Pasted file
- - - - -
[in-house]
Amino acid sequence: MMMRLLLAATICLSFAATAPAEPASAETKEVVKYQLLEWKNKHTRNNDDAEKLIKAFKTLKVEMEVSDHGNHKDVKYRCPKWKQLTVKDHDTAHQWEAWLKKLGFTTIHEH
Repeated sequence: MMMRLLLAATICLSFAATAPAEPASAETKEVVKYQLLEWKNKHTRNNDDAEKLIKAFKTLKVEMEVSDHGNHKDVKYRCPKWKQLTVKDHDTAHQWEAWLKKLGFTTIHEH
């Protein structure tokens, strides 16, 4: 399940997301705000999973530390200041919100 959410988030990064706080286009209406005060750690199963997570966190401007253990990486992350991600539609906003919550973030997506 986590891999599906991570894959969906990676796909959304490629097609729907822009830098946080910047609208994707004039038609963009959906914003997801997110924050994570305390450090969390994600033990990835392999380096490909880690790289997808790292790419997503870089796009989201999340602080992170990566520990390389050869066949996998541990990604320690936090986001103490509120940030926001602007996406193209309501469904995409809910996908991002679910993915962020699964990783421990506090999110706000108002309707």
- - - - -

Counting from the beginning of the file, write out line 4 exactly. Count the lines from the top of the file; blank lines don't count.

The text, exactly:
């Protein structure tokens, strides 16, 4: 399940997301705000999973530390200041919100 959410988030990064706080286009209406005060750690199963997570966190401007253990990486992350991600539609906003919550973030997506 986590891999599906991570894959969906990676796909959304490629097609729907822009830098946080910047609208994707004039038609963009959906914003997801997110924050994570305390450090969390994600033990990835392999380096490909880690790289997808790292790419997503870089796009989201999340602080992170990566520990390389050869066949996998541990990604320690936090986001103490509120940030926001602007996406193209309501469904995409809910996908991002679910993915962020699964990783421990506090999110706000108002309707």